Bipolar disorder is also known as manic depression. It's a mental illness that causes extreme mood swings, so that the person suffering from the disease experiences extreme highs and severe depression, as frequently as every day, or over several months. The disease appears to be triggered by stressful events, although once the cycle is triggered, it doesn't stop. A bipolar patient averages eight to ten manic or depressive episodes, but some experience more, and the cycles are neither regular, nor predictable.
Symptoms of the depressive phase include sad mood, fatigue, weight loss or gain, decreased ability to concentrate, difficulty making decisions, thoughts of suicide, or sleep problems such as insomnia, excessive sleeping or shallow sleep with frequent awakenings. The acute manic phase is marked by feelings of grandiosity, being easily distracted, racing thoughts, talking too much, and insomnia. Some of these are similar to the depressive phase, but they are accompanied by high energy instead of low energy.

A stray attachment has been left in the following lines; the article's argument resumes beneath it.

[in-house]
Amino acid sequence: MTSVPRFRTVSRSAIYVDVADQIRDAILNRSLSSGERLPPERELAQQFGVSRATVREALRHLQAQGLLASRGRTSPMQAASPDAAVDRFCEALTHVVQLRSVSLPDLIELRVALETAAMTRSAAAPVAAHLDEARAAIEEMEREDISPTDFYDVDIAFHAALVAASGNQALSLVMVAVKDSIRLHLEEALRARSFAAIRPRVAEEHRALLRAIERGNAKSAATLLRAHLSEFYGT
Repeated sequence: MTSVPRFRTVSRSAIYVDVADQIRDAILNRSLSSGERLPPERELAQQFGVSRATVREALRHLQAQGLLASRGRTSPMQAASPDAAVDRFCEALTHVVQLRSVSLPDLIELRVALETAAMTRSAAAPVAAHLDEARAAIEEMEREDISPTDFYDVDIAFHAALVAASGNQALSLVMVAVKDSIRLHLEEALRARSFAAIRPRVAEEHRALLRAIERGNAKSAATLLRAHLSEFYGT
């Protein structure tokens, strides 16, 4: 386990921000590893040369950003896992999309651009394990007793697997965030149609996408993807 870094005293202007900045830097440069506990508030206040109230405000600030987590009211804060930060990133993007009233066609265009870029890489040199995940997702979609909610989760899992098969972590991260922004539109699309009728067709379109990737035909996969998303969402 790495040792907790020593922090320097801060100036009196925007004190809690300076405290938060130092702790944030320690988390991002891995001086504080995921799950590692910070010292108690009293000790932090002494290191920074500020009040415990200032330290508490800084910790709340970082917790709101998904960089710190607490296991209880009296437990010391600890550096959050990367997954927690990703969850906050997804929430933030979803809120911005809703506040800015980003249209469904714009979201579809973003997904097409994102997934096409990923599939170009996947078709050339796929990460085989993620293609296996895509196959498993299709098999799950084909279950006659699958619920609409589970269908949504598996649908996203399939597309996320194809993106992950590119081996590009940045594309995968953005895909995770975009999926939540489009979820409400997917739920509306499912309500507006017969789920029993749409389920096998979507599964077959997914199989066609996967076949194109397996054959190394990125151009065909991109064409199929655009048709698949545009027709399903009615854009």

Scientists disagree on what causes bipolar disorder. It is probably hereditary: the relatives of someone who is bipolar have a higher likelihood of also suffering from the disease. Studies have shown that in people with bipolar, some areas of the brain contain more neuron cells than other areas, resulting in overstimulation by chemicals released by those neurons, known as neurotransmitters. But the exact role neurotransmitters play in bipolar disorder is still unknown.